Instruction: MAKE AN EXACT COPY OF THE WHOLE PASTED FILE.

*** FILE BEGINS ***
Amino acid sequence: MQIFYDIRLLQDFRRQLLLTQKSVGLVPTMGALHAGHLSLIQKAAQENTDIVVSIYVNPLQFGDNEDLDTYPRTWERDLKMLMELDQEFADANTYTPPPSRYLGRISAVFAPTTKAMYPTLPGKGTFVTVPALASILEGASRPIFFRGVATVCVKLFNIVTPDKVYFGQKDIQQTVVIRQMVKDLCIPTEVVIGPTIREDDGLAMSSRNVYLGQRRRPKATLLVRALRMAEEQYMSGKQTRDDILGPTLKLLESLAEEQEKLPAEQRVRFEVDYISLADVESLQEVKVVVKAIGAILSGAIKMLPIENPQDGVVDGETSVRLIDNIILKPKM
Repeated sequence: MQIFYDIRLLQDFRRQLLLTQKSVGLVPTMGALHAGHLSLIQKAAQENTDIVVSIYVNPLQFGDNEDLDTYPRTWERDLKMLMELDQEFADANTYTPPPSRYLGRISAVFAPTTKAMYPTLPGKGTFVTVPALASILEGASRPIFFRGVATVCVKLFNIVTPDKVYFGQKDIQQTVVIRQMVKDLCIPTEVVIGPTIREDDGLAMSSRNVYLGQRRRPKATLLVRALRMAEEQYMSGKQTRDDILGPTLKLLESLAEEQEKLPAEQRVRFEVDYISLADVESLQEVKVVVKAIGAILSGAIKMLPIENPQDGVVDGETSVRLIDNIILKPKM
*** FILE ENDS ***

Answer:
Amino acid sequence: MQIFYDIRLLQDFRRQLLLTQKSVGLVPTMGALHAGHLSLIQKAAQENTDIVVSIYVNPLQFGDNEDLDTYPRTWERDLKMLMELDQEFADANTYTPPPSRYLGRISAVFAPTTKAMYPTLPGKGTFVTVPALASILEGASRPIFFRGVATVCVKLFNIVTPDKVYFGQKDIQQTVVIRQMVKDLCIPTEVVIGPTIREDDGLAMSSRNVYLGQRRRPKATLLVRALRMAEEQYMSGKQTRDDILGPTLKLLESLAEEQEKLPAEQRVRFEVDYISLADVESLQEVKVVVKAIGAILSGAIKMLPIENPQDGVVDGETSVRLIDNIILKPKM
Repeated sequence: MQIFYDIRLLQDFRRQLLLTQKSVGLVPTMGALHAGHLSLIQKAAQENTDIVVSIYVNPLQFGDNEDLDTYPRTWERDLKMLMELDQEFADANTYTPPPSRYLGRISAVFAPTTKAMYPTLPGKGTFVTVPALASILEGASRPIFFRGVATVCVKLFNIVTPDKVYFGQKDIQQTVVIRQMVKDLCIPTEVVIGPTIREDDGLAMSSRNVYLGQRRRPKATLLVRALRMAEEQYMSGKQTRDDILGPTLKLLESLAEEQEKLPAEQRVRFEVDYISLADVESLQEVKVVVKAIGAILSGAIKMLPIENPQDGVVDGETSVRLIDNIILKPKM